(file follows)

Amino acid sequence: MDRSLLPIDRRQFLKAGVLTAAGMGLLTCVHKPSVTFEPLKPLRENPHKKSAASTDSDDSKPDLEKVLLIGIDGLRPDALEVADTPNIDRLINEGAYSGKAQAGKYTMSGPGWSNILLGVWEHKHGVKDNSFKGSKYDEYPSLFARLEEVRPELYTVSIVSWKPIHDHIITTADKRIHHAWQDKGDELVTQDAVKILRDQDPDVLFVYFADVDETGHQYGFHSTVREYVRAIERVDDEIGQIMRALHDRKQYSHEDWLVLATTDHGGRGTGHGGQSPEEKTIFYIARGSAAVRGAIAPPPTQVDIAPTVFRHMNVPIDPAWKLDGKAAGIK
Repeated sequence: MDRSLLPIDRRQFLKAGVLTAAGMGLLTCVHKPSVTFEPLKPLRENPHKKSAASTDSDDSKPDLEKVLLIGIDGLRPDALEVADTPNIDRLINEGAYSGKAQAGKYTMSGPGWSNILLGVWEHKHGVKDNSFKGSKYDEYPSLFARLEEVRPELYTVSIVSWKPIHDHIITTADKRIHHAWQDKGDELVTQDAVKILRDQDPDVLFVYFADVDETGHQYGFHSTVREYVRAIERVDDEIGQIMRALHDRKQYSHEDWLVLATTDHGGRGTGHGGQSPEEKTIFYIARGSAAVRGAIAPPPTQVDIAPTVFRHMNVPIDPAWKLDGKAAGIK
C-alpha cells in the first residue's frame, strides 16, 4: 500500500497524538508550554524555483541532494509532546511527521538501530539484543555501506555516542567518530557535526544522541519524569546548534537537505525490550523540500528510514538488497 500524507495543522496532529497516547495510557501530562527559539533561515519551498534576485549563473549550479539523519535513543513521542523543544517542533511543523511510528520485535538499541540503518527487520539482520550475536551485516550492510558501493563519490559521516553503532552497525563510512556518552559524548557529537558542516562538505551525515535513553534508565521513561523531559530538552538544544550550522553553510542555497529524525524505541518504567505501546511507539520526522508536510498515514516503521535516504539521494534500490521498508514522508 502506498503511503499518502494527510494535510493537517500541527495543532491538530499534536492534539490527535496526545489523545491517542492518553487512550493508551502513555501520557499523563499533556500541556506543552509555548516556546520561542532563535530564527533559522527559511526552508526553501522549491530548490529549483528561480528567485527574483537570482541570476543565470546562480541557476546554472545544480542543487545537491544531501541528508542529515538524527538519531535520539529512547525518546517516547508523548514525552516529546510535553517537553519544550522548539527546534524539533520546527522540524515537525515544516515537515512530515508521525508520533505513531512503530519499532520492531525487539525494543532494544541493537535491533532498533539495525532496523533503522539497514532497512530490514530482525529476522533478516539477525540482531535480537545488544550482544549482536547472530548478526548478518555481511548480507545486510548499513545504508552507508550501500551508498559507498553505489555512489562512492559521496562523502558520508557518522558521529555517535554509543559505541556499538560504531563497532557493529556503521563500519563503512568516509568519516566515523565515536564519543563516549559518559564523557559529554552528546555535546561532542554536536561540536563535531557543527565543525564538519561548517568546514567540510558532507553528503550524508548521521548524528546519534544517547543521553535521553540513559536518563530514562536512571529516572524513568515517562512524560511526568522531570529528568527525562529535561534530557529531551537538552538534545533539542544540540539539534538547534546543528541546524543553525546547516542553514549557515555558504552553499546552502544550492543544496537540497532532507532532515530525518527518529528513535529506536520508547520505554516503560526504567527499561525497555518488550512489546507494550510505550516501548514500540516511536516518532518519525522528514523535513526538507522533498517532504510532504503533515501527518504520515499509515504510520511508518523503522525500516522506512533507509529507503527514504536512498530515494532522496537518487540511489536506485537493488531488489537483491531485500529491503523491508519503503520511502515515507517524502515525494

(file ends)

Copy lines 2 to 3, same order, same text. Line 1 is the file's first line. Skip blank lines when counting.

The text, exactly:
Repeated sequence: MDRSLLPIDRRQFLKAGVLTAAGMGLLTCVHKPSVTFEPLKPLRENPHKKSAASTDSDDSKPDLEKVLLIGIDGLRPDALEVADTPNIDRLINEGAYSGKAQAGKYTMSGPGWSNILLGVWEHKHGVKDNSFKGSKYDEYPSLFARLEEVRPELYTVSIVSWKPIHDHIITTADKRIHHAWQDKGDELVTQDAVKILRDQDPDVLFVYFADVDETGHQYGFHSTVREYVRAIERVDDEIGQIMRALHDRKQYSHEDWLVLATTDHGGRGTGHGGQSPEEKTIFYIARGSAAVRGAIAPPPTQVDIAPTVFRHMNVPIDPAWKLDGKAAGIK
C-alpha cells in the first residue's frame, strides 16, 4: 500500500497524538508550554524555483541532494509532546511527521538501530539484543555501506555516542567518530557535526544522541519524569546548534537537505525490550523540500528510514538488497 500524507495543522496532529497516547495510557501530562527559539533561515519551498534576485549563473549550479539523519535513543513521542523543544517542533511543523511510528520485535538499541540503518527487520539482520550475536551485516550492510558501493563519490559521516553503532552497525563510512556518552559524548557529537558542516562538505551525515535513553534508565521513561523531559530538552538544544550550522553553510542555497529524525524505541518504567505501546511507539520526522508536510498515514516503521535516504539521494534500490521498508514522508 502506498503511503499518502494527510494535510493537517500541527495543532491538530499534536492534539490527535496526545489523545491517542492518553487512550493508551502513555501520557499523563499533556500541556506543552509555548516556546520561542532563535530564527533559522527559511526552508526553501522549491530548490529549483528561480528567485527574483537570482541570476543565470546562480541557476546554472545544480542543487545537491544531501541528508542529515538524527538519531535520539529512547525518546517516547508523548514525552516529546510535553517537553519544550522548539527546534524539533520546527522540524515537525515544516515537515512530515508521525508520533505513531512503530519499532520492531525487539525494543532494544541493537535491533532498533539495525532496523533503522539497514532497512530490514530482525529476522533478516539477525540482531535480537545488544550482544549482536547472530548478526548478518555481511548480507545486510548499513545504508552507508550501500551508498559507498553505489555512489562512492559521496562523502558520508557518522558521529555517535554509543559505541556499538560504531563497532557493529556503521563500519563503512568516509568519516566515523565515536564519543563516549559518559564523557559529554552528546555535546561532542554536536561540536563535531557543527565543525564538519561548517568546514567540510558532507553528503550524508548521521548524528546519534544517547543521553535521553540513559536518563530514562536512571529516572524513568515517562512524560511526568522531570529528568527525562529535561534530557529531551537538552538534545533539542544540540539539534538547534546543528541546524543553525546547516542553514549557515555558504552553499546552502544550492543544496537540497532532507532532515530525518527518529528513535529506536520508547520505554516503560526504567527499561525497555518488550512489546507494550510505550516501548514500540516511536516518532518519525522528514523535513526538507522533498517532504510532504503533515501527518504520515499509515504510520511508518523503522525500516522506512533507509529507503527514504536512498530515494532522496537518487540511489536506485537493488531488489537483491531485500529491503523491508519503503520511502515515507517524502515525494